I was just going to post this link. You gotta love the conclusion by Ted Seides as to why the hedge fund composite is loosing out to Buffett. It is the FEDs fault. It probably has very little to do with the 2 and 20 boys taking the fat off the top, no siree.

      “A number of cyclical headwinds have hindered hedge fund returns, particularly over the last six years. When put under a microscope, hedge funds look a little better than they appear on the surface.”

      But going into the bet Buffett knew what was going to happen, you can’t take 2 and 20 off the top and win. Hence his million dollar bet that a simple index fund would beat any hedge fund or group of hedge funds over a ten year period.

      Here’s what Buffett had to say going into the bet:

      “Costs skyrocket when large annual fees, large performance fees, and active trading costs are all added to the active investor’s equation. Funds of hedge funds accentuate this cost problem because their fees are superimposed on the large fees charged by the hedge funds in which the funds of funds are invested.

      A number of smart people are involved in running hedge funds. But to a great extent their efforts are self-neutralizing, and their IQ will not overcome the costs they impose on investors. Investors, on average and over time, will do better with a low-cost index fund than with a group of funds of funds.”

      As is always the case Buffett was and is right. Disregard Buffett at your own loss.

  2. VennData commented on Feb 12

    The salesmen… er… a… Hedge fund Genuses who are losing their bet to Obama-lover Warren Bufftet have come up with their reasons!

    “…What follows is an assessment of what happened, and an outlook on where to go from here. A number of cyclical headwinds have hindered hedge fund returns, particularly over the last six years. When put under a microscope, hedge funds look a little better than they appear on the surface…”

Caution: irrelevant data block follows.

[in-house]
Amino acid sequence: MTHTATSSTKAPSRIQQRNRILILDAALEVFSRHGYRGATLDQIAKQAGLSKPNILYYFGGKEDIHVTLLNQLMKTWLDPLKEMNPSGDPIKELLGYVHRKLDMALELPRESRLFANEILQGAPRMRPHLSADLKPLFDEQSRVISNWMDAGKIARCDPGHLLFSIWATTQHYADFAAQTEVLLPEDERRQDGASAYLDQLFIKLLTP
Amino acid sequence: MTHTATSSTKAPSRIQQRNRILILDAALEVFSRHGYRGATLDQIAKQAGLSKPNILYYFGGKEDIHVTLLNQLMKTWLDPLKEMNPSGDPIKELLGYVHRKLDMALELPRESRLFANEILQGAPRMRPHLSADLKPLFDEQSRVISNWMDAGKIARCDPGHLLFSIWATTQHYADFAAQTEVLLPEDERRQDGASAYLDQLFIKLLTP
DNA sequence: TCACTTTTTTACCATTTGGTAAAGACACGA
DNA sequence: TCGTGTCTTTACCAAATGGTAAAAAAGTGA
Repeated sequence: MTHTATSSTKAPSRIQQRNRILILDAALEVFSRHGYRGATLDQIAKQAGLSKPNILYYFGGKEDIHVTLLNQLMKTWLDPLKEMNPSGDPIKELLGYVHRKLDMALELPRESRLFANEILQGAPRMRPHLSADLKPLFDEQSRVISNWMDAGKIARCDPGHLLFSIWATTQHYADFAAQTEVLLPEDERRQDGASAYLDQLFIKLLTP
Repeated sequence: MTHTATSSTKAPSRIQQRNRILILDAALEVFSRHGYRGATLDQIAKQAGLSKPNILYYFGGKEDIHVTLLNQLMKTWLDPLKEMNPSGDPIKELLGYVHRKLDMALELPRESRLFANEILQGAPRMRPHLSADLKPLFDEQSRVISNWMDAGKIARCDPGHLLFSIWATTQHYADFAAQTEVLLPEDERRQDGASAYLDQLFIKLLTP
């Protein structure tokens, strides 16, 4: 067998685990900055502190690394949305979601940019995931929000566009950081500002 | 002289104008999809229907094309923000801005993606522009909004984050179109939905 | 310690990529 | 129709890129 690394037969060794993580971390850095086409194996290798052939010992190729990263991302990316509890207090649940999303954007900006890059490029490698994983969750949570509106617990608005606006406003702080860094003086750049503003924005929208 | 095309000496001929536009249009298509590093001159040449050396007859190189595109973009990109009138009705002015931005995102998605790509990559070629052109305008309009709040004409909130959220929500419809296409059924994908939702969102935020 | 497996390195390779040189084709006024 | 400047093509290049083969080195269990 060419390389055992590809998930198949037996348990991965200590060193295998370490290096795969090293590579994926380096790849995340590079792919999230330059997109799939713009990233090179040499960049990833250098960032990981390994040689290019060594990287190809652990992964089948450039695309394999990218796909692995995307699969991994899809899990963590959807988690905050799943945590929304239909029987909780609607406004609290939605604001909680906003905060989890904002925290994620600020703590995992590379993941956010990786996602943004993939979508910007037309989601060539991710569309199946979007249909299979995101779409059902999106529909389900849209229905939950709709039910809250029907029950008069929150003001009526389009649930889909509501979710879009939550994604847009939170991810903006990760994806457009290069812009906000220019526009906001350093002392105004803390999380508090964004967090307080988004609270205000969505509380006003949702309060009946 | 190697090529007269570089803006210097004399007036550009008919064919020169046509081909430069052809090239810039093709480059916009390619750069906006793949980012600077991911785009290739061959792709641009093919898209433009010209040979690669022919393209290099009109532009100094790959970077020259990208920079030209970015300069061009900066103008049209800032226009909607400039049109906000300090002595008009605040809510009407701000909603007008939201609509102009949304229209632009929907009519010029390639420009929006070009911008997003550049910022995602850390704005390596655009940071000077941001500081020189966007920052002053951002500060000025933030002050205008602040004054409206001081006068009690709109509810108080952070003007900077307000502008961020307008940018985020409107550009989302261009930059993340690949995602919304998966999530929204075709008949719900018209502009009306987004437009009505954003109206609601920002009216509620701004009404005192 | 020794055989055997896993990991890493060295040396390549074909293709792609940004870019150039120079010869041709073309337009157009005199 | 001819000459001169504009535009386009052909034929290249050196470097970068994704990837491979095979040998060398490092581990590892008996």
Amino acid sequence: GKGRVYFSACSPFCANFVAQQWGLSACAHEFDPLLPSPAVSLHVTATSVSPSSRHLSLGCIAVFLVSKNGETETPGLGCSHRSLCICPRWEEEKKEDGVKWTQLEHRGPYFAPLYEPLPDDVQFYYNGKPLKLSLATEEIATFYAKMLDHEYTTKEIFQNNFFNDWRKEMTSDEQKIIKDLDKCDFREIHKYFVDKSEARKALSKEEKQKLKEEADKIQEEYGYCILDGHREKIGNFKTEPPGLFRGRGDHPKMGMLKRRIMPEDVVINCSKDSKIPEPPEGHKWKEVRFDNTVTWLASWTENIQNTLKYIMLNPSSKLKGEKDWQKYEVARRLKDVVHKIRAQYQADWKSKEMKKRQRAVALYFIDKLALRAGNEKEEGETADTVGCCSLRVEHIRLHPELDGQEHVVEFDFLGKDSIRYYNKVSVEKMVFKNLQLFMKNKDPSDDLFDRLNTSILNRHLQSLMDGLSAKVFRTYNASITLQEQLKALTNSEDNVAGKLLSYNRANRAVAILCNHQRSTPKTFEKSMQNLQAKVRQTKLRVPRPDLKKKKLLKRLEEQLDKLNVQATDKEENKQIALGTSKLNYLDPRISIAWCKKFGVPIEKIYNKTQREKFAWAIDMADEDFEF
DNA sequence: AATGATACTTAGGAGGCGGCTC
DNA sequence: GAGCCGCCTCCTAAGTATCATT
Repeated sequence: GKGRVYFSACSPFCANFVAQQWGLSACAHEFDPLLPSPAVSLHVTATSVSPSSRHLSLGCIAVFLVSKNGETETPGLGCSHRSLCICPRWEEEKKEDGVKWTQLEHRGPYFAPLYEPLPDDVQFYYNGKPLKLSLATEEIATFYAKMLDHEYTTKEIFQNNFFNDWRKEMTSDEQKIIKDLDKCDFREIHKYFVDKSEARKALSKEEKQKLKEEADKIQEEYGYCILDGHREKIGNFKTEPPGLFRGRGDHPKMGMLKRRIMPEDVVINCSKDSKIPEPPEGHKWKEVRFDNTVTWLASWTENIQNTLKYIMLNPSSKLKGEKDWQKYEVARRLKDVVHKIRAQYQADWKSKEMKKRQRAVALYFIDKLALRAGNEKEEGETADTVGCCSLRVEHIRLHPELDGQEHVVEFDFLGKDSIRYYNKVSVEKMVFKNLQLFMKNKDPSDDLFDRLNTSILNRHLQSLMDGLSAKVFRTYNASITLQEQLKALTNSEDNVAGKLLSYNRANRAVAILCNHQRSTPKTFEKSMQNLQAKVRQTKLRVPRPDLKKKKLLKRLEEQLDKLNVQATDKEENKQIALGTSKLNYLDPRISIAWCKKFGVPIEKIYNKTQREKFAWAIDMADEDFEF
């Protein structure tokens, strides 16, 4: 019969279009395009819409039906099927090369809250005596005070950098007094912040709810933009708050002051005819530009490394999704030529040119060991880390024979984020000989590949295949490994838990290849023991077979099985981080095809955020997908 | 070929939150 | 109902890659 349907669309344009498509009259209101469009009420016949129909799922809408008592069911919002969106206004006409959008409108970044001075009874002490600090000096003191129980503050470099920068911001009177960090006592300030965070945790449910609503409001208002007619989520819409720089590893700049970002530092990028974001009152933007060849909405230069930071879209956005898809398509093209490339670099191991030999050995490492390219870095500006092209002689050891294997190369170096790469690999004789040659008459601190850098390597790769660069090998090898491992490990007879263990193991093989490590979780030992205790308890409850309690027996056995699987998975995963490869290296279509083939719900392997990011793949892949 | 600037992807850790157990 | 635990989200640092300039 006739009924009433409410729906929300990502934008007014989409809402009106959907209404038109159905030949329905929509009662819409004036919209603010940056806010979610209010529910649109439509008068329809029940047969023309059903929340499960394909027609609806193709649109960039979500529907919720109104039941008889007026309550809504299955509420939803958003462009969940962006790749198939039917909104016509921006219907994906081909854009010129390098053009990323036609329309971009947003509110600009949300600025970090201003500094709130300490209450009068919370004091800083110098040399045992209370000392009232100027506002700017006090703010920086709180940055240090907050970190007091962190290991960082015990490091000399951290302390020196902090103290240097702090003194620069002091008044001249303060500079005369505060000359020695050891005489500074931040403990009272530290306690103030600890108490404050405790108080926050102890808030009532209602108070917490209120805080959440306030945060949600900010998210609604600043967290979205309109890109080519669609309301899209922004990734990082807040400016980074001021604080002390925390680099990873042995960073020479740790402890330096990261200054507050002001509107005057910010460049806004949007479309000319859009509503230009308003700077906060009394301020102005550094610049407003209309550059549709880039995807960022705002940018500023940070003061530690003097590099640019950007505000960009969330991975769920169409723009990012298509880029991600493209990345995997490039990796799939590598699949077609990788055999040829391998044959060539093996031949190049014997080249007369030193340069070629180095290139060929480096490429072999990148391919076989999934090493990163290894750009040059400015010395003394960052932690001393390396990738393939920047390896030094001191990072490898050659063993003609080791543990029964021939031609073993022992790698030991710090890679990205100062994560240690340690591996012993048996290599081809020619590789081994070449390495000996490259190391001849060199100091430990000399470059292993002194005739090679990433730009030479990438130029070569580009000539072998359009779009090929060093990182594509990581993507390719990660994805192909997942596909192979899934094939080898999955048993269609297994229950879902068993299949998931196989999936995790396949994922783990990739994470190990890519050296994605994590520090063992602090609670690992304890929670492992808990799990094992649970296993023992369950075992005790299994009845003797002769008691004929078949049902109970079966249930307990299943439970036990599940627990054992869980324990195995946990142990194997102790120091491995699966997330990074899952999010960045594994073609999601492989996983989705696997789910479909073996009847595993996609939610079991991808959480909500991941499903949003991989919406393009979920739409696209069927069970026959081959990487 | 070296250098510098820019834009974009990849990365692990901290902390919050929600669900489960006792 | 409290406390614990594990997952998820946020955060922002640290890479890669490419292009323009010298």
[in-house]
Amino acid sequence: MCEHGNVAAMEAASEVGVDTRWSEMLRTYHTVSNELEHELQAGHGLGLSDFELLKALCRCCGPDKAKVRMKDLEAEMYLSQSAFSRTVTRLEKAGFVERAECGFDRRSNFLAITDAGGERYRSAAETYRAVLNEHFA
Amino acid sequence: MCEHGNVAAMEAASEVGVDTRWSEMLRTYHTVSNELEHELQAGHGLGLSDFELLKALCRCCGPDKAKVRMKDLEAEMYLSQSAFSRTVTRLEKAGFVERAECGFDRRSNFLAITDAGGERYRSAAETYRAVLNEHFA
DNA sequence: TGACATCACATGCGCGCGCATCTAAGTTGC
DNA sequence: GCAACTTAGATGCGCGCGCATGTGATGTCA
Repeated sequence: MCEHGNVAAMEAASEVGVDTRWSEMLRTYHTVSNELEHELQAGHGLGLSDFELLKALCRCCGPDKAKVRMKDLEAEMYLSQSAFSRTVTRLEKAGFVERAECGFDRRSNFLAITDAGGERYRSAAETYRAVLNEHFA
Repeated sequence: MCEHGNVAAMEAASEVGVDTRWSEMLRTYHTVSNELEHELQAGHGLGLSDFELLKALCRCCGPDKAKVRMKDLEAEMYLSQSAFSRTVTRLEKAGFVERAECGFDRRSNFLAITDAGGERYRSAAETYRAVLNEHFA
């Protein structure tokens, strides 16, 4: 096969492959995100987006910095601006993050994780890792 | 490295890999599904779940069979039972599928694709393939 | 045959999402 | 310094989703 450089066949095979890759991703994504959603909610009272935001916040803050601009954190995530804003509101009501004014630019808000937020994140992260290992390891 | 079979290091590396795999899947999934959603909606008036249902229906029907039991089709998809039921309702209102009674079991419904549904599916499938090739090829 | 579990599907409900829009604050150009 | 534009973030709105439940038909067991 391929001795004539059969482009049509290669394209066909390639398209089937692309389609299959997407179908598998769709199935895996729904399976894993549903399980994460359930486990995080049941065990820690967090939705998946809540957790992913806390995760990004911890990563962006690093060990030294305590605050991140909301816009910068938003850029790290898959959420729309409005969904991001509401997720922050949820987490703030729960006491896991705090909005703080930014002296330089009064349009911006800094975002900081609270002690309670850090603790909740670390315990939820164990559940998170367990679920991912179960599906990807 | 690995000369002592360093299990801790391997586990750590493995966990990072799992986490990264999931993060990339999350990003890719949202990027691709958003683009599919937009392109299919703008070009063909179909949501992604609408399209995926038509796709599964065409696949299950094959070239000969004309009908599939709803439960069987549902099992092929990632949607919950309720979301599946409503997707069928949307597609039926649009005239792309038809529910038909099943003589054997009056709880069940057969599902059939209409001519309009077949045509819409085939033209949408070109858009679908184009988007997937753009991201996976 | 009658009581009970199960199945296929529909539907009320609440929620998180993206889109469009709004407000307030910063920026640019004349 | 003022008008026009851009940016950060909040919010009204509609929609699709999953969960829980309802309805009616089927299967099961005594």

ROFL! That’s the whole point. You cannot predict the future. You can’t know. In an infinite number of universes you would beat Hillary-Clinton worshiping Warren Buffett some small percent of the time. Very small.

    • VennData commented on Feb 12

      And oh irony of ironies, here’s why!

      “…We believe that those extrapolating from the recent past to call for the demise of the hedge fund industry are probably a bit extreme…”

      Innumeracy is an ugly thing. Does he have ANY idea how Funny this is?!

  3. DeDude commented on Feb 12

    The personal bribing of endowment and pension fund managers with lavish gifts and perks from the hedge funds need to be investigated.

  4. GeorgeBurnsWasRight commented on Feb 12

    Reportedly a lot of high net worth individuals are very bearish on the market (for what appear to me to be political/cultural reasons.) I wouldn’t be surprised to find out many of these folks are putting their money into hedge funds which promise they’ll protect their clients from big market declines.

    • RW commented on Feb 12

      “A fool and his money are soon parted” and many high-net worth individuals are fools.

      A surprising number of them are stupid too.